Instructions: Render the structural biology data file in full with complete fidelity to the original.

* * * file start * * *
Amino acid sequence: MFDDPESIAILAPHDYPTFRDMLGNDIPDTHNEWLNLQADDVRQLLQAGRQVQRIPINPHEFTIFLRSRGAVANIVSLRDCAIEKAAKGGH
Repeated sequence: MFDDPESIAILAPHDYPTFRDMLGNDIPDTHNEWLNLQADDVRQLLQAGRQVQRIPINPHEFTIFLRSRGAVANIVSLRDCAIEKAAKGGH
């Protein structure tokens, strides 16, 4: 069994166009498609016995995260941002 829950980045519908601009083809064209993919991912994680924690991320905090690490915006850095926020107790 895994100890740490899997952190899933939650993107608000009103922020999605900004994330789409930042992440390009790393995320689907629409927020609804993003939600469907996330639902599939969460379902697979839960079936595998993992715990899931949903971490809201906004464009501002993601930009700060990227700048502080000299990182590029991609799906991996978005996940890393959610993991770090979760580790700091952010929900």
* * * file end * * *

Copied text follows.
Amino acid sequence: MFDDPESIAILAPHDYPTFRDMLGNDIPDTHNEWLNLQADDVRQLLQAGRQVQRIPINPHEFTIFLRSRGAVANIVSLRDCAIEKAAKGGH
Repeated sequence: MFDDPESIAILAPHDYPTFRDMLGNDIPDTHNEWLNLQADDVRQLLQAGRQVQRIPINPHEFTIFLRSRGAVANIVSLRDCAIEKAAKGGH
């Protein structure tokens, strides 16, 4: 069994166009498609016995995260941002 829950980045519908601009083809064209993919991912994680924690991320905090690490915006850095926020107790 895994100890740490899997952190899933939650993107608000009103922020999605900004994330789409930042992440390009790393995320689907629409927020609804993003939600469907996330639902599939969460379902697979839960079936595998993992715990899931949903971490809201906004464009501002993601930009700060990227700048502080000299990182590029991609799906991996978005996940890393959610993991770090979760580790700091952010929900």